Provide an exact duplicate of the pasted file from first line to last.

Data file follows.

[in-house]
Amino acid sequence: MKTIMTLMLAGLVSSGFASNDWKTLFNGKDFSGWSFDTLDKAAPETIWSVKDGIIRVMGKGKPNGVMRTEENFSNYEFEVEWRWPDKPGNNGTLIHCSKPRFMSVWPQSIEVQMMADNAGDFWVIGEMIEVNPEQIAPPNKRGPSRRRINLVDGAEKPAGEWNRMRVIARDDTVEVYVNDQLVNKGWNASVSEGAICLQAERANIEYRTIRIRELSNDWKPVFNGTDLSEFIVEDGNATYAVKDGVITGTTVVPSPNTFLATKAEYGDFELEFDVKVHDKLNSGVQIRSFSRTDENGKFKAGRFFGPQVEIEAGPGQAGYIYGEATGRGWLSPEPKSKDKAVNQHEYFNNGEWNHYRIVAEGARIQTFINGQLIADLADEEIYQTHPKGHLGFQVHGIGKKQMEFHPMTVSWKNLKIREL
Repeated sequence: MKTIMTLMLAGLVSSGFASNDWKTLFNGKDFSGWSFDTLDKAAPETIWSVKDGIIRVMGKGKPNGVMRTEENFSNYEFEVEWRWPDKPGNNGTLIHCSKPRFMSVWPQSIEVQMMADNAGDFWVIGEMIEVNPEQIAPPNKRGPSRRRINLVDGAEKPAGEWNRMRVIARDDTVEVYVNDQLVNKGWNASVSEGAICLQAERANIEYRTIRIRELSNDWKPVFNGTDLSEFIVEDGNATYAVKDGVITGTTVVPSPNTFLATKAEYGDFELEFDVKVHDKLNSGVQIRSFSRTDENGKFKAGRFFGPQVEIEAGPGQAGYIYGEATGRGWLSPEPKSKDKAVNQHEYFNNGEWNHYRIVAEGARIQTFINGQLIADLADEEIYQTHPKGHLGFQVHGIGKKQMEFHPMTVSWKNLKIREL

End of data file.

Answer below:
[in-house]
Amino acid sequence: MKTIMTLMLAGLVSSGFASNDWKTLFNGKDFSGWSFDTLDKAAPETIWSVKDGIIRVMGKGKPNGVMRTEENFSNYEFEVEWRWPDKPGNNGTLIHCSKPRFMSVWPQSIEVQMMADNAGDFWVIGEMIEVNPEQIAPPNKRGPSRRRINLVDGAEKPAGEWNRMRVIARDDTVEVYVNDQLVNKGWNASVSEGAICLQAERANIEYRTIRIRELSNDWKPVFNGTDLSEFIVEDGNATYAVKDGVITGTTVVPSPNTFLATKAEYGDFELEFDVKVHDKLNSGVQIRSFSRTDENGKFKAGRFFGPQVEIEAGPGQAGYIYGEATGRGWLSPEPKSKDKAVNQHEYFNNGEWNHYRIVAEGARIQTFINGQLIADLADEEIYQTHPKGHLGFQVHGIGKKQMEFHPMTVSWKNLKIREL
Repeated sequence: MKTIMTLMLAGLVSSGFASNDWKTLFNGKDFSGWSFDTLDKAAPETIWSVKDGIIRVMGKGKPNGVMRTEENFSNYEFEVEWRWPDKPGNNGTLIHCSKPRFMSVWPQSIEVQMMADNAGDFWVIGEMIEVNPEQIAPPNKRGPSRRRINLVDGAEKPAGEWNRMRVIARDDTVEVYVNDQLVNKGWNASVSEGAICLQAERANIEYRTIRIRELSNDWKPVFNGTDLSEFIVEDGNATYAVKDGVITGTTVVPSPNTFLATKAEYGDFELEFDVKVHDKLNSGVQIRSFSRTDENGKFKAGRFFGPQVEIEAGPGQAGYIYGEATGRGWLSPEPKSKDKAVNQHEYFNNGEWNHYRIVAEGARIQTFINGQLIADLADEEIYQTHPKGHLGFQVHGIGKKQMEFHPMTVSWKNLKIREL